No one is going to march into a field target match armed with Gamo pellets. After all, quality control hasn’t always been the best. I occasionally come across one of these in a tin of Match pellets in .22:
Inverse wadcutter, SUPER hollow point, or the Escher pellet? I call it the “Gamo Cadwutter.”
The occasional cadwutter aside, they were still reasonably priced and shot well enough in enough guns that they were pretty popular for everyday use. B.B. even alluded to some competitors using them in local pistol matches, although I imagine this is after sorting them. Generally, they seemed to work pretty well in low-powered guns. Since I’m doing all of my shooting indoors these days, I’m spending a lot more time with guns like that.
That’s why I ordered a bunch of Gamo Match pellets from Pyramyd Air — a total of 23 tins in both .22 and .177. I figure I’m set for a while. Then, I opened one of the .22 tins…
New Gamo Match on the top, old on the bottom.
…and something’s wrong. These pellets are impostors! They’re trying to LOOK like Gamo Match, but I’m not fooled! Something fishy is going on. I examined the tins side-by-side.
New Gamo Match on the left, old on the right.
While the packaging looks the same, the weight is different. I flipped the tins upside down.
New Gamo Match on the left, old on the right.
They looked identical from this side. In fact, even the UPC is the same. Are they really the same? We’ll see about that.
I picked out a selection of .22 rifles so I can put these to the test. I’ve included my low-power guns and a few stronger ones as well. I didn’t bother most of my heavy hitters since I usually shoot just Crosman Premier hollowpoints in those.
Rules of the game
For each gun, I shot 5-7 of the new Gamo Match pellets just to get the bore used to the pellets (this seems to make a difference). I put 5 shots onto the target sheet from 10 meters, switch to the old version of the pellet and fire five more. I’m not sorting pellets. If I get a flyer that’s way off the main group, I’ll give the pellet the benefit of the doubt. Maybe I just got a bad one, and I make a 6th shot and discount the flier.
How did the impostors fair? Let’s take a look and see (in no particular order).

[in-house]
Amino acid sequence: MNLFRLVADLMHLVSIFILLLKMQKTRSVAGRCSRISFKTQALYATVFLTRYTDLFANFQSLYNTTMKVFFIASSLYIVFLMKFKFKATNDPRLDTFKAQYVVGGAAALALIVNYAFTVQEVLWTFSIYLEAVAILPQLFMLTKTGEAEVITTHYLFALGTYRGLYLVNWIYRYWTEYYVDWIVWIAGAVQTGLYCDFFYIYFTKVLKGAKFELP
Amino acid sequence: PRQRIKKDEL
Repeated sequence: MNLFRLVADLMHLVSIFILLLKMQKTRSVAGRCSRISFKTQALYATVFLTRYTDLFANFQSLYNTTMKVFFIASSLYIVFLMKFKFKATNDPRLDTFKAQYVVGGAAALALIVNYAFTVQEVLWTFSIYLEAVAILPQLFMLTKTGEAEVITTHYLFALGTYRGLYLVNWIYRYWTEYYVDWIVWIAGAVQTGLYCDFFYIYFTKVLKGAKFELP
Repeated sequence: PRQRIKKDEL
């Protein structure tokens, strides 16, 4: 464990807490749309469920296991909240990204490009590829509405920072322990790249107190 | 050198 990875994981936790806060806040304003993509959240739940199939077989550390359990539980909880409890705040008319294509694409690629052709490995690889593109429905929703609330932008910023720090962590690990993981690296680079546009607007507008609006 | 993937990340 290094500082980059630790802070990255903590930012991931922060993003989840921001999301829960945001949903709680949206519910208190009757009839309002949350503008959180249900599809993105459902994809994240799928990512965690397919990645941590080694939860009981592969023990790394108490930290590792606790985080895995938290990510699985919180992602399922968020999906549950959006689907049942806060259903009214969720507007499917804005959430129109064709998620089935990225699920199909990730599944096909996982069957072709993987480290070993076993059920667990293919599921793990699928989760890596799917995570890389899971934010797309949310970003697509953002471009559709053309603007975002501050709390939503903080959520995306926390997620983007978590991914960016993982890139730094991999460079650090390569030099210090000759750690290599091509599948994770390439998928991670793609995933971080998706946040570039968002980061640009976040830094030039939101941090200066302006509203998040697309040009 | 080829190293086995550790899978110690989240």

The Mendoza RM2000 is a repeater that likes only repeating with certain pellets. It has an inline mag with an elevator shuttle, an arrangement that can be prone to deforming long or short pellets or squirting undersized ones right through the shuttle and onto the floor. I never used the repeater, and these were all loaded single-shot.
The Mendoza didn’t seem to differentiate much between the two in terms of consistency although the point of impact did shift a bit. Verdict: Comparable performance.
This gun is BAM’s pseudo-clone of the RWS 34 action with the TO5 trigger. I say pseudo because it isn’t an exact copy. There are differences. It’s the same family as the Ruger Air Hawk rifles (of which I’ve had two), but the B25 is probably the best of the lot that I’ve sampled. Still, it’s taking me a bit of time to warm up to it.
In this gun, there’s absolutely no comparison. Quite passable with the old pellets, useless with the new. Verdict: The new ones just don’t cut it.
This is a fairly new addition to my collection. It’s also a gun I’ve owned before and always sold to make room for others. Since I’ve got tons of room now, it’s a non-issue! It’s a massive sidelever that outweighs the RWS Diana 48 by a pound or so. It’s also longer and a much cruder gun. It’s frequently described as being a clone of the 48, but I won’t even call it a psuedo-clone. There are just too many significant differences. Let’s call it an imitation.